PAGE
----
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British Land sells stake in Sheffield’s Meadowhall shopping centre for £360m

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The property developer British Land has sold its 50% stake in the Meadowhall shopping centre in Sheffield to Norway’s sovereign wealth fund in a £360m deal, ending its holding in the site after 25 years.

Norges Bank Investment Management will take full control of the shopping centre, the largest in Yorkshire. It already owned 50%, having first invested in 2012.

Meadowhall opened in 1990 on the site of the former East Hecla steelworks, serving as a symbol of the UK’s shift from heavy industry to a services-based economy.

At the time of opening it was the second largest shopping centre in the UK, according to a council history, and was built at a time when demand for shopping destinations appeared insatiable.

Visitor numbers grew from 20 million in its first year to 30 million by 2019, before the coronavirus pandemic. However, shopping centres have come under pressure in recent years as sales have migrated online.

The deal values Meadowhall at £734m, well below the £1.07bn the FTSE 250-listed British Land paid in 1999 to buy the centre from the original developers, Eddie Healey and Paul Sykes, or the £1.4bn valuation when Norges Bank bought the 50% stake in 2012.

By 2019 Meadowhall had 290 stores plus 50 restaurants across 139,355 sq metres (1.5m sq ft) of retail space next to the M1 motorway. However, the pandemic starkly highlighted the pressures on the sector. British Land wrote down the value of its shopping centre portfolio in 2020 as lockdowns caused rents to drop.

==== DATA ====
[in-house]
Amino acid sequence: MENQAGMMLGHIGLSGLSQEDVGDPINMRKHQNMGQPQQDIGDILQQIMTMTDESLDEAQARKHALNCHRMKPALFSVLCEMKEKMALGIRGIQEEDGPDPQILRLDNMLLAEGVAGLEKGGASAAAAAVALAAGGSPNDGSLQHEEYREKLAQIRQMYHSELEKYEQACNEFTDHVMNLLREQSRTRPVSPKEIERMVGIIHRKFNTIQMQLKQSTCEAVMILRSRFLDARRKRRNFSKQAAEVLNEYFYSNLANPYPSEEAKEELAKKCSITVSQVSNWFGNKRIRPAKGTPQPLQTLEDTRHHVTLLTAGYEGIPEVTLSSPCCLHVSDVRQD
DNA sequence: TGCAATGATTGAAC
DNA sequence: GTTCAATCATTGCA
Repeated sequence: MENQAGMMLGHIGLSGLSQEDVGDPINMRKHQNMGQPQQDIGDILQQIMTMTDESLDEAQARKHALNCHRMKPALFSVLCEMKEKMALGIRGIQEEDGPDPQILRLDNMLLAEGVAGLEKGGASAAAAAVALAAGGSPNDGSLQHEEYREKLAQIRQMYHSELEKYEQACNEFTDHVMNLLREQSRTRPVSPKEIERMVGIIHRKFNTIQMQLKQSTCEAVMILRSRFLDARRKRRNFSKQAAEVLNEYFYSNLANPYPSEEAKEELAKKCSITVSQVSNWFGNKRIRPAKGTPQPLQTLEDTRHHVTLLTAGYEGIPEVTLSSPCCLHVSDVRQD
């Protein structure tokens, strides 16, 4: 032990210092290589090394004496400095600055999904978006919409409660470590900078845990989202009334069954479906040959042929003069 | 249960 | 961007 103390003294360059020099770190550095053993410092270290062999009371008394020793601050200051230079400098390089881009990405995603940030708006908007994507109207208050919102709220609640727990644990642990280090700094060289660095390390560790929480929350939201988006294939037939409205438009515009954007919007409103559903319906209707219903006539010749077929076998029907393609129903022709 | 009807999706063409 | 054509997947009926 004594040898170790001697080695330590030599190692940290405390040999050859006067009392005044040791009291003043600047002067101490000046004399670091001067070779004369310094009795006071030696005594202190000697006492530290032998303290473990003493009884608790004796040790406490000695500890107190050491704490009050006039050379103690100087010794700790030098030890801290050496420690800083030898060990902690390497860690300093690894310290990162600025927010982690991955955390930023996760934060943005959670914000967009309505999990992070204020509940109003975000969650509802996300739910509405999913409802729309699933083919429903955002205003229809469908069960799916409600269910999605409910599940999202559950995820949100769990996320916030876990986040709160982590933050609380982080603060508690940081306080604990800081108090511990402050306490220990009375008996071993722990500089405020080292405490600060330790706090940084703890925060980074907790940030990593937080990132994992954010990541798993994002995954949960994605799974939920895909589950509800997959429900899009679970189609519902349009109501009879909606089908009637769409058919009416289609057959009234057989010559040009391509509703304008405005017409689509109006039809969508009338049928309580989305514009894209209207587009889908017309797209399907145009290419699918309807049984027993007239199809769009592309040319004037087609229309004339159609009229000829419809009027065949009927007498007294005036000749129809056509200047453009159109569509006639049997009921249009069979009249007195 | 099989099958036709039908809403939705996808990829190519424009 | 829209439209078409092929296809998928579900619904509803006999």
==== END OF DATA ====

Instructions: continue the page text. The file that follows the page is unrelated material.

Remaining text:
The company has since shifted focus away from shopping centres towards out-of-town retail parks that focus more on fewer, larger retailers, warehouses to cater for online deliveries and “campuses” – developments that mix offices and retail such as Broadgate and Paddington Central in London.

Meadowhall sits beside the River Don and made headlines in 2019 when it provided overnight shelter for stranded shoppers cut off by floods.

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Simon Carter, the chief executive of British Land, said: “Following the sale of Meadowhall, 93% of our portfolio is now in our preferred segments of retail parks, campuses and London urban logistics. We will continue to grow our retail park portfolio; with low [capital expenditure] requirements parks offer attractive cash returns and at 99% occupancy we are delivering strong rental growth.”

British Land will remain as the manager of Meadowhall, receiving fees for running it. The Times in January reported that retail mogul Mike Ashley’s Frasers Group had expressed an interest in buying British Land’s stake.

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